By Kevin Shannahan
Natchitoches’ Fort St. Jean Baptiste State Historic Site hosted the Natchitoches Tribe of Louisiana’s inaugural Pow-Wow Saturday, November 3rd. About 150 people attended the event, enjoying Native American foods, watching demonstrations of Native American Dancing and enjoying the tribe’s warm hospitality. The dancers wore authentic ceremonial clothing and explained the meaning and importance of the dances and details of their clothing. The dances presented represent native dance culture common to North American tribes.
The Natchitoches Tribe of Louisiana was joined at the Pow-Wow by members of the Lipan Apache of Texas, Biloxi Chitmachia and Choctaw, Four Wind Cherokee and United Houma tribes.
The tribe has lost much of its culture over the past few centuries, a time it was not allowed to exist openly. The Pow-Wow is one step of the tribe’s quest to reclaim its legacy and culture. The Natchitoches Tribe of Louisiana members are documented descendants of Natchitoches’ original Native American population who were here when Bienville came up the river. Over the years, they intermarried with the French and Spanish settlers. According to the Vice Chief of the Tribe, Belinda Brooks, “They hid in plain sight” after the Indian Removal Act of 1835. The Tribe, long thought to be extinct, actually never was and is coming forth to reclaim its heritage. Currently, the Natchitoches Tribe of Louisiana has over 600 registered members.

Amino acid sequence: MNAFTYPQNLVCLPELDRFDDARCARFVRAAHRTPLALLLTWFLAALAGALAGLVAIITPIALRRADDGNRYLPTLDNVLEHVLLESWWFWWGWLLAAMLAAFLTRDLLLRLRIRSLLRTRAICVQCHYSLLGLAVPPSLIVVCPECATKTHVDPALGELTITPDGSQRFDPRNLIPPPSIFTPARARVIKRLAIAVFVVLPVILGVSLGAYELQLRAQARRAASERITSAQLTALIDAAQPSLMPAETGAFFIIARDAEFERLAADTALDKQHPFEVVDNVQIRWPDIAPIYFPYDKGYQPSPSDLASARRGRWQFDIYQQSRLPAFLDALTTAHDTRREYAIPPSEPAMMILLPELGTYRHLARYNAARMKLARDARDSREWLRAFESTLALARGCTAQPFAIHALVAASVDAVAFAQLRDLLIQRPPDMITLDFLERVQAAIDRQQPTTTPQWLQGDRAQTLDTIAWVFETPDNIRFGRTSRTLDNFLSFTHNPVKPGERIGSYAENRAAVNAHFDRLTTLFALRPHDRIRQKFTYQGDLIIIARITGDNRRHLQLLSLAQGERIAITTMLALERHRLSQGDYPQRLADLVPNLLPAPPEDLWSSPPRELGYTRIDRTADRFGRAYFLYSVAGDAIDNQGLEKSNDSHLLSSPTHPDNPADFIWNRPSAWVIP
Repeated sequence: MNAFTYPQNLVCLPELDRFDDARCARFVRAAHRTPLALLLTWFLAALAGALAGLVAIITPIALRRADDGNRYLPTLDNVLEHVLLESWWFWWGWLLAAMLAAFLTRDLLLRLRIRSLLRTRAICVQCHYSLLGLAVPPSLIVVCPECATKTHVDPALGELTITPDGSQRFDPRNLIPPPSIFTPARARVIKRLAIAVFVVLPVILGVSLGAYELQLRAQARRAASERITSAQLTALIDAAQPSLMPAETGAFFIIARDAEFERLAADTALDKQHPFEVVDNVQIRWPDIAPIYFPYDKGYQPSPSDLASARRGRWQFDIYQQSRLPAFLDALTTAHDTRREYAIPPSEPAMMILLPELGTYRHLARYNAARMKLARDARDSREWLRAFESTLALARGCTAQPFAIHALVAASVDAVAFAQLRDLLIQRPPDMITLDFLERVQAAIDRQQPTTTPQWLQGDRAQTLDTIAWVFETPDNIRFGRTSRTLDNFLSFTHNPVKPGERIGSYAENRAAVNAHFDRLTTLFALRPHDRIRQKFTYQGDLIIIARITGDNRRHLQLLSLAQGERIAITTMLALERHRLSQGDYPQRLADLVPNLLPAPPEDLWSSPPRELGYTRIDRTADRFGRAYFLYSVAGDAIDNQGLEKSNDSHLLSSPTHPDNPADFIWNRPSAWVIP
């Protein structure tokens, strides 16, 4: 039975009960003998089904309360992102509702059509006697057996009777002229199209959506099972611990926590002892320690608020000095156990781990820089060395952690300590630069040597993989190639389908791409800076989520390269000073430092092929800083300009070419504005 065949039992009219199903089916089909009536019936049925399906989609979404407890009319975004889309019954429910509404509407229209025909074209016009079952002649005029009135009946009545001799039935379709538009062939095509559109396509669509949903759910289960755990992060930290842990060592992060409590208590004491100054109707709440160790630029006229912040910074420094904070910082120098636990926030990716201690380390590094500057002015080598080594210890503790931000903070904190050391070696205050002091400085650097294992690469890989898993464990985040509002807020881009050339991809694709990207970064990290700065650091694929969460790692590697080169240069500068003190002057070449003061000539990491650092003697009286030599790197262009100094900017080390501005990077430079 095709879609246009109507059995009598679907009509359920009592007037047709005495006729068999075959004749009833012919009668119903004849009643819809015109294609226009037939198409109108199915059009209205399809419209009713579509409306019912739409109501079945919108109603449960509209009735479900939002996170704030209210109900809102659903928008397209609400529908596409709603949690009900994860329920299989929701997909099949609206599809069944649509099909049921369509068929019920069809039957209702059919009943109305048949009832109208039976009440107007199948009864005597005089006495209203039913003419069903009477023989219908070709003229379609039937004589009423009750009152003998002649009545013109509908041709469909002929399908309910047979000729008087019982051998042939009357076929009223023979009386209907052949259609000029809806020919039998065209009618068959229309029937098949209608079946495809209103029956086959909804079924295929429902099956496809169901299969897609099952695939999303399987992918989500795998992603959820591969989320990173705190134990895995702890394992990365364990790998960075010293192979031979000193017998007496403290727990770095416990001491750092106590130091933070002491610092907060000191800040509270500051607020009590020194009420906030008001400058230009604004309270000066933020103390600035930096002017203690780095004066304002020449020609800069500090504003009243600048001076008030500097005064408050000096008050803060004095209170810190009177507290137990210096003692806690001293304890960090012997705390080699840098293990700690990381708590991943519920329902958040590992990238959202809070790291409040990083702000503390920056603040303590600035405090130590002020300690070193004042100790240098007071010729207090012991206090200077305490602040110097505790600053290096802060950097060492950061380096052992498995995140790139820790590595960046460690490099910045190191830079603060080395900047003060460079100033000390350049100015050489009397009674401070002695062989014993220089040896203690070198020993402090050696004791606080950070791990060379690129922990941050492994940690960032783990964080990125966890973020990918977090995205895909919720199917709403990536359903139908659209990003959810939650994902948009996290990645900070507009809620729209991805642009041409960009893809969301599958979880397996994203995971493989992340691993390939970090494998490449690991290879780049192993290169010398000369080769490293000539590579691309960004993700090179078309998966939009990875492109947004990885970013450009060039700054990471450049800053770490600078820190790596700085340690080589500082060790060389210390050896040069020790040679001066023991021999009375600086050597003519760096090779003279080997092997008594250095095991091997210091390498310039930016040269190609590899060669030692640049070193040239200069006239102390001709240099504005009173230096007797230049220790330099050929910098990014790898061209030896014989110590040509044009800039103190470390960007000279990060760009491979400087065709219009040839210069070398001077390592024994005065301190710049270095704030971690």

This paragraph from the program from the tribe’s state recognition aptly sums up the tribe’s quest:
“Today, the Natchitoches Indians, in honor of our ancestors, have come out of hiding and have reestablished our tribe openly. A Constitution and Bylaws are in place and a tribal council has been appointed. Our people have joined together to walk in the paths of our ancestors with honor and dignity.”